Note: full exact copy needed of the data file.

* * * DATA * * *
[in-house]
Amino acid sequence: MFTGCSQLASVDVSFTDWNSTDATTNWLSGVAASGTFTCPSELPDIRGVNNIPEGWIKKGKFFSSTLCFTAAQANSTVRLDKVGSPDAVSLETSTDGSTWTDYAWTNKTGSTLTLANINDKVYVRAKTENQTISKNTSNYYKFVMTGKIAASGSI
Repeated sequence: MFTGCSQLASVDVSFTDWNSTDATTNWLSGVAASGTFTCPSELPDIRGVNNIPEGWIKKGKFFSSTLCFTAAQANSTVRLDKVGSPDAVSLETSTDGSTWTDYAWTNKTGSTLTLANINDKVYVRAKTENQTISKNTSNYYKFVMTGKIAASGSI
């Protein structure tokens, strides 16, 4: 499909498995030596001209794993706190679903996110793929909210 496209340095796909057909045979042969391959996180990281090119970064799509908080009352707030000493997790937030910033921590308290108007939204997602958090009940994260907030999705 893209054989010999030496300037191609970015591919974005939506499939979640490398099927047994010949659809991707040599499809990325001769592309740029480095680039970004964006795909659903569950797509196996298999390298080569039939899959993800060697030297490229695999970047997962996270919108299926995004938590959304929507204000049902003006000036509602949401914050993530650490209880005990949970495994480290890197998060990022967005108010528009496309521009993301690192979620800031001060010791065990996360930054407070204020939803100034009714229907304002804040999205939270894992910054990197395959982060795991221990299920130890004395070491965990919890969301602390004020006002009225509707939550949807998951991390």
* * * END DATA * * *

[in-house]
Amino acid sequence: MFTGCSQLASVDVSFTDWNSTDATTNWLSGVAASGTFTCPSELPDIRGVNNIPEGWIKKGKFFSSTLCFTAAQANSTVRLDKVGSPDAVSLETSTDGSTWTDYAWTNKTGSTLTLANINDKVYVRAKTENQTISKNTSNYYKFVMTGKIAASGSI
Repeated sequence: MFTGCSQLASVDVSFTDWNSTDATTNWLSGVAASGTFTCPSELPDIRGVNNIPEGWIKKGKFFSSTLCFTAAQANSTVRLDKVGSPDAVSLETSTDGSTWTDYAWTNKTGSTLTLANINDKVYVRAKTENQTISKNTSNYYKFVMTGKIAASGSI
């Protein structure tokens, strides 16, 4: 499909498995030596001209794993706190679903996110793929909210 496209340095796909057909045979042969391959996180990281090119970064799509908080009352707030000493997790937030910033921590308290108007939204997602958090009940994260907030999705 893209054989010999030496300037191609970015591919974005939506499939979640490398099927047994010949659809991707040599499809990325001769592309740029480095680039970004964006795909659903569950797509196996298999390298080569039939899959993800060697030297490229695999970047997962996270919108299926995004938590959304929507204000049902003006000036509602949401914050993530650490209880005990949970495994480290890197998060990022967005108010528009496309521009993301690192979620800031001060010791065990996360930054407070204020939803100034009714229907304002804040999205939270894992910054990197395959982060795991221990299920130890004395070491965990919890969301602390004020006002009225509707939550949807998951991390």